approached me and walked with mine,
approached me and walked with mine,
approached me and walked whit mine... Oh embraced shadows!
Oh the shadows of the bodies mingling with the shadows of the souls!
Oh shadows that search each other in tear-filled and somber nights!


VIII. Another Example

      The case of José Asunción Silva exemplifies the emotional, psychological, oniric, dark, and erotic world to which the osculating Black Moon belongs; these are the traditional associations, which have originated in French and British interpretations of that ancient mysterious pseudo-mythical character "Lilith" of Hebrew and Babylonian folklore.

      Because the Black Moon is usually associated with Lilith, its traditional interpretations unfortunately tend to ignore the sociological and collective aspects of its symbolism. This social and community aspect can be understood if we learn to disentangle the character "Lilith" from the Black Moon, and consider how the "Great Mother" --as explained by the Jungian school-- describes practically all the traditional Black Moon associations. Knowing this, it is easier to understand the collective manifestation of its primitive symbolism: our "ancestral" relationships, and particularly, our relationship with "Mother Earth".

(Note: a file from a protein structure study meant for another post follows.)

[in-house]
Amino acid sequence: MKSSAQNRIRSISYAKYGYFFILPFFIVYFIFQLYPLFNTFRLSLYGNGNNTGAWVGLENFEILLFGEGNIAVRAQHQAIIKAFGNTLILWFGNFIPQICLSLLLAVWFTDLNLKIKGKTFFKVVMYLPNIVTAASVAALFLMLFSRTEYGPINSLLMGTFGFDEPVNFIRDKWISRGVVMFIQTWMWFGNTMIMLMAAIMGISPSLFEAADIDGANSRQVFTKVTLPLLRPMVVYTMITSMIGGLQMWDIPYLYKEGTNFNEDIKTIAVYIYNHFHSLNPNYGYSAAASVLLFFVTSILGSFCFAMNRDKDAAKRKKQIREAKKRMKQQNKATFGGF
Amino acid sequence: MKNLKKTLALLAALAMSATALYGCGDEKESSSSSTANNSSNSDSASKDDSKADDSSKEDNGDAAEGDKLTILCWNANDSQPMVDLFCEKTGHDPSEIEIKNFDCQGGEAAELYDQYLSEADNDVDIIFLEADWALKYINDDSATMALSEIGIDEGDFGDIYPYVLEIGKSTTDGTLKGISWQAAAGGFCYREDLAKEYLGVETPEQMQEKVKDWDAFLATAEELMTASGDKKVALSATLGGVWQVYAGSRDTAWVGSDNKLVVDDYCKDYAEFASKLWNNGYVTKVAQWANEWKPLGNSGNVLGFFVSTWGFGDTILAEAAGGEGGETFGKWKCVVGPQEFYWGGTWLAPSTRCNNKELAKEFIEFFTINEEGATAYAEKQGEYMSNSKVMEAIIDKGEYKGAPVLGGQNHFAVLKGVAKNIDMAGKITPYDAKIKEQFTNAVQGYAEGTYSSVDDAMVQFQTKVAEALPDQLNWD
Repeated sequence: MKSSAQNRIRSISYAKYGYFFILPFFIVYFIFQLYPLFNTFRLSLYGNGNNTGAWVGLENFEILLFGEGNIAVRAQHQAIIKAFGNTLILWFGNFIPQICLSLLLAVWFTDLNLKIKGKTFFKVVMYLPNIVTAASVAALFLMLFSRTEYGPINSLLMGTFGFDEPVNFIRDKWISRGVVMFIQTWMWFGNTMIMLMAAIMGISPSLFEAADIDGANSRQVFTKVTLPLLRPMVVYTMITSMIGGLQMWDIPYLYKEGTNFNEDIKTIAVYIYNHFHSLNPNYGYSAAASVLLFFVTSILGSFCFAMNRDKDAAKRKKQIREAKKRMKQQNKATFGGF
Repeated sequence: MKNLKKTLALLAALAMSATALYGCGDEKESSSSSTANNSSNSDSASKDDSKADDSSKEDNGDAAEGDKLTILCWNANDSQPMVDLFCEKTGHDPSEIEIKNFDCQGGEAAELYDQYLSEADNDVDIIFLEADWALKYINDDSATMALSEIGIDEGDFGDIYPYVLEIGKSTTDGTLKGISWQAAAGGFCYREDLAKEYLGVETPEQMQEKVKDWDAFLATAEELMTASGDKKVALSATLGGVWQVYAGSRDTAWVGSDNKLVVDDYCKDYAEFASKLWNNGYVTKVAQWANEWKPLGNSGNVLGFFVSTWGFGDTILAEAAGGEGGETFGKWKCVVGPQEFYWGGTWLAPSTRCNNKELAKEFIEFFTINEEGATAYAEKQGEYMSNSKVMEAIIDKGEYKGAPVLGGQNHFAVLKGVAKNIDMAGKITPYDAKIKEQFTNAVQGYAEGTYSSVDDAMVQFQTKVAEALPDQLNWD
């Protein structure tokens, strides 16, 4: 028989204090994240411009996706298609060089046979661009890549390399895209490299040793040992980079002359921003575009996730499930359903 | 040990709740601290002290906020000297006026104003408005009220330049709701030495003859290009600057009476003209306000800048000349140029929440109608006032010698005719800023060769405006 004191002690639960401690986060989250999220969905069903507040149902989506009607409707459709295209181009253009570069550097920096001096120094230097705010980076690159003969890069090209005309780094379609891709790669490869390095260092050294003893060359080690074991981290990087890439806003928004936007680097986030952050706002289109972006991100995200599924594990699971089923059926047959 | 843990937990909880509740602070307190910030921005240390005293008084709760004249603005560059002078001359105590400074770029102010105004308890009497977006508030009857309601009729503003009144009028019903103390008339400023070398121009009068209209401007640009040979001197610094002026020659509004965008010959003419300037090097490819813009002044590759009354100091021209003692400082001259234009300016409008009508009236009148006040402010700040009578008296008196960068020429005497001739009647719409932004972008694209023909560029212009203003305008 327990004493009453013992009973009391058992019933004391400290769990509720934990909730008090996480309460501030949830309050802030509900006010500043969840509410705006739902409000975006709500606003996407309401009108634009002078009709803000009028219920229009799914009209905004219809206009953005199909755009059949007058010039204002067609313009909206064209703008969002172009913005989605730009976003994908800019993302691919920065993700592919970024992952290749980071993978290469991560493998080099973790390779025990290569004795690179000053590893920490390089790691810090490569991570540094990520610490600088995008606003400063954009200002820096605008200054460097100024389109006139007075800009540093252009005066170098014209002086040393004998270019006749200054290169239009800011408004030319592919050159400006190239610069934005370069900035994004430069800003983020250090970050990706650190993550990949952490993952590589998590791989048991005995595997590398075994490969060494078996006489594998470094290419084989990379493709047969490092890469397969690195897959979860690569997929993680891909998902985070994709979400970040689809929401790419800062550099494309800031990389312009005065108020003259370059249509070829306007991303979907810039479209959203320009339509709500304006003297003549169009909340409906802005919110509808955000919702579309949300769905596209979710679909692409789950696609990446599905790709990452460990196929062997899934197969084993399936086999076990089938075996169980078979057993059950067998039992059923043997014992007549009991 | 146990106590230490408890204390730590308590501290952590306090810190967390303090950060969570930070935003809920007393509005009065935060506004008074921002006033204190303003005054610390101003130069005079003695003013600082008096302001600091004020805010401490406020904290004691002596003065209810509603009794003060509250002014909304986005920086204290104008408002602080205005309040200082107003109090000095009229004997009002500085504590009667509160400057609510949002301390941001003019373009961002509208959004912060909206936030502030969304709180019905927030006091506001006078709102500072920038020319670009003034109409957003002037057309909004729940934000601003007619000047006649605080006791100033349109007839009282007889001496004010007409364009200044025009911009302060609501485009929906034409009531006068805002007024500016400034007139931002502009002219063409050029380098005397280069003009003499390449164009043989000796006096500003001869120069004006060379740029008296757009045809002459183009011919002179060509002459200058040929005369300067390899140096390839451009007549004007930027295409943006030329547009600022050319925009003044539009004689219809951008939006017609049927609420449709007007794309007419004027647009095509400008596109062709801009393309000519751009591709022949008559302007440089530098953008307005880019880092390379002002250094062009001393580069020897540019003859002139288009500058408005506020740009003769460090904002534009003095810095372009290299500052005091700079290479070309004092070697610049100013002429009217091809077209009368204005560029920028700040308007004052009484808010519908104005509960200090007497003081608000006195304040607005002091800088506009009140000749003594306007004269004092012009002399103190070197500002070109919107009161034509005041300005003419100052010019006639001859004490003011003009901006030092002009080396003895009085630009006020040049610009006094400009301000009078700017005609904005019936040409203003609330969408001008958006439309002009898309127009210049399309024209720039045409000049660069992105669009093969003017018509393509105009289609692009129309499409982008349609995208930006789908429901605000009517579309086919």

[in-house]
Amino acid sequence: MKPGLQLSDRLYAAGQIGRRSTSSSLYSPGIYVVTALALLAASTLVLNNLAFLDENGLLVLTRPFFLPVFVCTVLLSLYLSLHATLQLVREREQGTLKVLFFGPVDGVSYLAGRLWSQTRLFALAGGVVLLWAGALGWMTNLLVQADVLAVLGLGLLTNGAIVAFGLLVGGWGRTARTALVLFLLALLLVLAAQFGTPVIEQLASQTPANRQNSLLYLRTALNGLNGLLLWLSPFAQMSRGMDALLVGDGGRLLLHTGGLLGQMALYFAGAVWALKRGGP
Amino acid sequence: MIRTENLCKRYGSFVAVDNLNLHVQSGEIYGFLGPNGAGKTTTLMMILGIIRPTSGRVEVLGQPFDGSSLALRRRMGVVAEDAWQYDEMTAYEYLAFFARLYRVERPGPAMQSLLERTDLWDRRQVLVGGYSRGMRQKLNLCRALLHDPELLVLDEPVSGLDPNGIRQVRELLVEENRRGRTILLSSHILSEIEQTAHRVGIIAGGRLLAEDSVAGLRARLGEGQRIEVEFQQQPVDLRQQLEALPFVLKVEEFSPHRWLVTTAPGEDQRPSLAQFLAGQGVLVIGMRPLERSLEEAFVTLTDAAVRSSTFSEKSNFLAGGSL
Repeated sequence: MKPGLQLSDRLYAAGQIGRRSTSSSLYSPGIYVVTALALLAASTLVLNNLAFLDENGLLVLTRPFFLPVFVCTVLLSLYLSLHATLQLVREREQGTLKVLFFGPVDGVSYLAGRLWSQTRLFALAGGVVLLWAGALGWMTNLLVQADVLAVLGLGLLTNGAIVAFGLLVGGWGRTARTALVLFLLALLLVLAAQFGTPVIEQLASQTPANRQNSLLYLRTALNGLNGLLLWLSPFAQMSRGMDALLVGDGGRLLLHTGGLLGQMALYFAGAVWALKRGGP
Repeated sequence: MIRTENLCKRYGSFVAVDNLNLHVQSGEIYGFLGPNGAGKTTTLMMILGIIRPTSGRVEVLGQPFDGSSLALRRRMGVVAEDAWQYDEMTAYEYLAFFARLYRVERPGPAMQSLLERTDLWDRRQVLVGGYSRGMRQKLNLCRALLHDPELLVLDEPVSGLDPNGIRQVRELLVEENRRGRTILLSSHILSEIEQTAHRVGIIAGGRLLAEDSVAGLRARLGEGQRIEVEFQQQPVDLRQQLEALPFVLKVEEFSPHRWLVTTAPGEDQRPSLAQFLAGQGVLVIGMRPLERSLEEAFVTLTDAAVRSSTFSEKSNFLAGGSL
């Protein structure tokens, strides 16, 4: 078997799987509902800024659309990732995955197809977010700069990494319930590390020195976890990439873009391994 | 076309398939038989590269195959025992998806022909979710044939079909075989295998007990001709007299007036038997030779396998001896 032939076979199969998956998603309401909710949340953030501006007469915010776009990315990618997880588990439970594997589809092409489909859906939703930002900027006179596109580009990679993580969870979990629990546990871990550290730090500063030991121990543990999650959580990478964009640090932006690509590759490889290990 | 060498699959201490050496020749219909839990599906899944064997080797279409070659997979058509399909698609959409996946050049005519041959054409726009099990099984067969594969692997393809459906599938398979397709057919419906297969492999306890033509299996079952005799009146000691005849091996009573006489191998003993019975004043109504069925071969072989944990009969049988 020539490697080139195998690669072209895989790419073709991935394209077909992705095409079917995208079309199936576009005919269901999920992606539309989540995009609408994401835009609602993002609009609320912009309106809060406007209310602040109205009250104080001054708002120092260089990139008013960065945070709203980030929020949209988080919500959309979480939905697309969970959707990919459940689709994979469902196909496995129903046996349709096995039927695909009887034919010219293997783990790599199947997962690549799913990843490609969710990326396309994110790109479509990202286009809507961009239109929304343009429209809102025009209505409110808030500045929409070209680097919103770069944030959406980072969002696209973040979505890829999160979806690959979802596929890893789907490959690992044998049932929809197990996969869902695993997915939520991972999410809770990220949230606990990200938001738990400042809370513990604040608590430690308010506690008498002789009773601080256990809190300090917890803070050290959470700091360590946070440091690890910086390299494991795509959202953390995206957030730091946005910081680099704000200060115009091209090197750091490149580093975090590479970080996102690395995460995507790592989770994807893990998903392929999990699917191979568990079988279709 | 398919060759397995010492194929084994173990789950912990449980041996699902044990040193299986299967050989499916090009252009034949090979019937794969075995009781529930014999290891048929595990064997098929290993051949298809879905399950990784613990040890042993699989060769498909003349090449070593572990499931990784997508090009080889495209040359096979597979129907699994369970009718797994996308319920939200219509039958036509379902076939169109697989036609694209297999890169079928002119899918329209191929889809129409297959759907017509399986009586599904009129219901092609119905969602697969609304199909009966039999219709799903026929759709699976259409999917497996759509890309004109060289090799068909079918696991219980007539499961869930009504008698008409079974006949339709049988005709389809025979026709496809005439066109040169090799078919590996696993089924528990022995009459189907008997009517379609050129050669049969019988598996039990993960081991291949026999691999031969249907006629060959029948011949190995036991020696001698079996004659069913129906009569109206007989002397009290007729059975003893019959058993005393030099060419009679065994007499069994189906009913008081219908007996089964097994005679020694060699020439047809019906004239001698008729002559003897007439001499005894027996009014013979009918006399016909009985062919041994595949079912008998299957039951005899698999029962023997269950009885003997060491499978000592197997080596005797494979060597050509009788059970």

The case of the Mexican revolutionary Emiliano Zapata is an excellent example of this level of expression of the Black Moon, normally neglected by astrologers "possessed" by the demonic and magical character Lilith. The sketchy material that follows is based on a large compilation in Spanish you can find in my site:

      The war of Emiliano Zapata was a war of agrarian reivindication, with roots in ancient "mother earth" archetypes. In a matter of months, having been called by the leaders of his village because they needed "someone who could put his pants on" to fight the unscrupulous usurpation by the great land owners of the land they needed to survive, the young man of 31 had become "General Zapata", the living symbol of a religious or mystical utopia whom everybody followed with fervor.

      He was born in Anenecuilco (18n46/98w59 ), state of Morelos, the night of Aug 8 1879 (the time appears in a fictionalized account of his life... it may be an invention):

   Sun = 16,03 Leo (calculated for sunset)
   True Black Moon = 15,40 Taurus

      His Sun in the middle of Leo making a square to the Apogee/Perigee axis is a good description of the social and historical phenomenon called Emiliano Zapata, the symbol-man, his very strong individuality absorbed in an impossible and perennial struggle for the reivindication of man's primordial relationship with the earth.